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postgraduate student should be posted. Table2 details the tentative postings outside the department of community medicine; the objective of this set of postings is to give onsiteexperience about the working of Indian health system and brief managerial experience in various health programs.

Table 2: Duration wise extra-departmental posting of postgraduate students (total duration 18 months)

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Table 3 details the contents of teaching to be undertaken in the department. To make the teaching of community medicine uniform across the country, we need to design standard modules and a list of suggestive reading for postgraduate students. Many topics detailed in table 3 are being currently taught by different institute such as Public Health Foundation of India, CMC Vellore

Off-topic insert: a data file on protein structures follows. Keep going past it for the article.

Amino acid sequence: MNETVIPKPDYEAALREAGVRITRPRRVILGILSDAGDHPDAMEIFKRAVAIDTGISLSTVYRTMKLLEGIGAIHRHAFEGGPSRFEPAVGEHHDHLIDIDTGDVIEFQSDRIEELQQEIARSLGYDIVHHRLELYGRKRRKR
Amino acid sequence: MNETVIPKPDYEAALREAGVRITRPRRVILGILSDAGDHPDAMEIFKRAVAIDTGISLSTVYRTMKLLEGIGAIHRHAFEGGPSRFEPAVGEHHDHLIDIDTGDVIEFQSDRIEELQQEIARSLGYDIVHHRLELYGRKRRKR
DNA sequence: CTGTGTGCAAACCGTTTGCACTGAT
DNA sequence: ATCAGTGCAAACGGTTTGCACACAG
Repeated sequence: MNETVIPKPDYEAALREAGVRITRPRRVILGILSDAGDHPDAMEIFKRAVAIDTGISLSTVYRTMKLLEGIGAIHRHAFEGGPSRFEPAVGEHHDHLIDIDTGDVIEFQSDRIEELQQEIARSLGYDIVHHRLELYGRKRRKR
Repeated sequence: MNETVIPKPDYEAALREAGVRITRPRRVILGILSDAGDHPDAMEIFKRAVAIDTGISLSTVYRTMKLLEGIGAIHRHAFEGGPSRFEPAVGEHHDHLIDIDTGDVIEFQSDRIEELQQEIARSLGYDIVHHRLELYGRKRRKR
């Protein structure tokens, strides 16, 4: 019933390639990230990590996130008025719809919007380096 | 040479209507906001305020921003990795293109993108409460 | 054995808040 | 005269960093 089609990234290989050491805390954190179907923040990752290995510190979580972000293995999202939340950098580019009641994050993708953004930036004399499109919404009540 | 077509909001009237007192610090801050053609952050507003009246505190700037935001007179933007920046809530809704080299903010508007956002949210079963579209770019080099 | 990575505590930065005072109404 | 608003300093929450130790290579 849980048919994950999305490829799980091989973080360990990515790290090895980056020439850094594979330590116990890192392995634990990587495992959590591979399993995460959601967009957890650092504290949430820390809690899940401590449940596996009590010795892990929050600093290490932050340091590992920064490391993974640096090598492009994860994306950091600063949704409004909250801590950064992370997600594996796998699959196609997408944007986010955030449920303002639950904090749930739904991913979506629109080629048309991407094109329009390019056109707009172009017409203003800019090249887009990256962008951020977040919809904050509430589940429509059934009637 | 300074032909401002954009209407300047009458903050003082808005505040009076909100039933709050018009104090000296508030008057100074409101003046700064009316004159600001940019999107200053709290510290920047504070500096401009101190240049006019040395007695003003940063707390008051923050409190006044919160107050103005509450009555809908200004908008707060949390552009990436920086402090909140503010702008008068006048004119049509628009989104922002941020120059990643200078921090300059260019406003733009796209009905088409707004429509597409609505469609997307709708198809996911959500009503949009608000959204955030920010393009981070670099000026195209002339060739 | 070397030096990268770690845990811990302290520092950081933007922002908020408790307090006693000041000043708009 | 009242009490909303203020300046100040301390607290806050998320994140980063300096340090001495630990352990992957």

Table 3: Time distribution and content of teaching schedule in department of Community Medicine (total duration = 18 months)

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and many more by the means of workshops. IAPSM should collaborate with these institutes to develop standardteaching modules, which can be uploaded to IAPSM website as well as distributed to all the departments of community medicine. Table 4 describes the suggestive skills/exposure to be provided during the Obstetrics & Gynecology and Pediatrics postings.

The ‘How’ of Community Medicine 2.0: